- A big, bold, lively stereo copy of this exceptional Art Pepper release from 1960 – Triple Plus (A+++) on side one and Double Plus (A++) on two – reasonably quiet vinyl too
- If you buy only one Large Group Hot Stamper jazz record from us, make it this one – the music is swingin’ fun and the sound is going to be very impressive, especially if you own any modern reissue
- Rich, warm and full-bodied, the brass is phenomenal on this pressing – here is the Tubey Magic of the originals without the problems that cause many originals to be opaque and uninvolving
- A personal favorite – 5 stars: “This is a true classic. Essential music for all serious jazz collections.”
This Contemporary stereo LP has got that Modern Jazz Classics Magic. On a great copy such as this one you can really pick out each of the musicians and follow them throughout the course of the track. When you’re able to appreciate everyone’s contributions you really get a sense of how much work went into the making of this album. It’s nothing short of epic.
This is one DYNAMIC jazz record — drop the needle on any track and prepare yourself to be very impressed. The sound is full-bodied and energetic with tight bass, breathy brass, and lots of ambience.
What the best sides of Modern Jazz Classics have to offer is not hard to hear:
- The biggest, most immediate staging in the largest acoustic space
- The most Tubey Magic, without which you have almost nothing. CDs give you clean and clear. Only the best vintage vinyl pressings offer the kind of Tubey Magic that was on the tapes in 1960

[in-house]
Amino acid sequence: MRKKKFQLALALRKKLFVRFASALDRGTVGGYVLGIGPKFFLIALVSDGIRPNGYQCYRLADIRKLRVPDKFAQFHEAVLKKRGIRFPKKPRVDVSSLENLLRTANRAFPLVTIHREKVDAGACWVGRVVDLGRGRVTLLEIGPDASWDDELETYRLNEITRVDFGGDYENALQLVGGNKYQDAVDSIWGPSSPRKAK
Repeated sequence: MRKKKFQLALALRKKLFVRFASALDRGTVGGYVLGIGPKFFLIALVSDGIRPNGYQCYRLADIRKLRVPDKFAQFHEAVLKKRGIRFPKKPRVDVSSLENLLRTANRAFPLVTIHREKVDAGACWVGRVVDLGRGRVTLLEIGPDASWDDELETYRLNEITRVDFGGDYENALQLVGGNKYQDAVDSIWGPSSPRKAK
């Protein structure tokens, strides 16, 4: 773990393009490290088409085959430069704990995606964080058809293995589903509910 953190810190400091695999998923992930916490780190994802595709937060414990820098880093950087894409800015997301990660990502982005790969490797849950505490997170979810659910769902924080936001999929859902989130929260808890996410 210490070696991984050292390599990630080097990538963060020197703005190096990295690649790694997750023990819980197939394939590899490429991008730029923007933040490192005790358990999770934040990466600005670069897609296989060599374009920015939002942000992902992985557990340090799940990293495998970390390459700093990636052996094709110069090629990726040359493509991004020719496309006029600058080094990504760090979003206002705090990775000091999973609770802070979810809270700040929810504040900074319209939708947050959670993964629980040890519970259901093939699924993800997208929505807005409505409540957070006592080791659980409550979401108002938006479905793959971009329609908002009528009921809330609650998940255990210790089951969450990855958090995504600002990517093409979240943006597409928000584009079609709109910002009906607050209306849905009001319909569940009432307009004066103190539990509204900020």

- Tight, note-like, rich, full-bodied bass, with the correct amount of weight down low
- Natural tonality in the midrange — with all the instruments having the correct timbre
- Transparency and resolution, critical to hearing into the three-dimensional space of the studio
No doubt there’s more but we hope that should do for now. Playing the record is the only way to hear all of the qualities we discuss above, and playing the best pressings against a pile of other copies under rigorously controlled conditions is the only way to find a pressing that sounds as good as this one does.
I used to get those original Contemporary pressings in all the time, but few of them are mastered right and most never make it to the site. Some are pure muck. Some have bass so bloated it defies description. And where’s the presence? Over the years we’ve dropped the needle on more than a few Black Label original copies and were entirely underwhelmed every time.
Art Pepper — alto saxophone, tenor saxophone, clarinet
Pete Candoli — trumpet
Al Porcino — trumpet
Jack Sheldon — trumpet
Dick Nash — trombone
Bob Enevoldsen — valve trombone, tenor saxophone
Vince DeRosa — French horn
Herb Geller — alto saxophone
Bud Shank — alto saxophone
Charlie Kennedy — alto saxophone
Bill Perkins — tenor saxophone
Richie Kamuca — tenor saxophone
Med Flory — baritone saxophone
Russ Freeman — piano
Joe Mondragon — bass
Mel Lewis — drums
Marty Paich — arranger, conductor
Marty Paich, Brilliant Arranger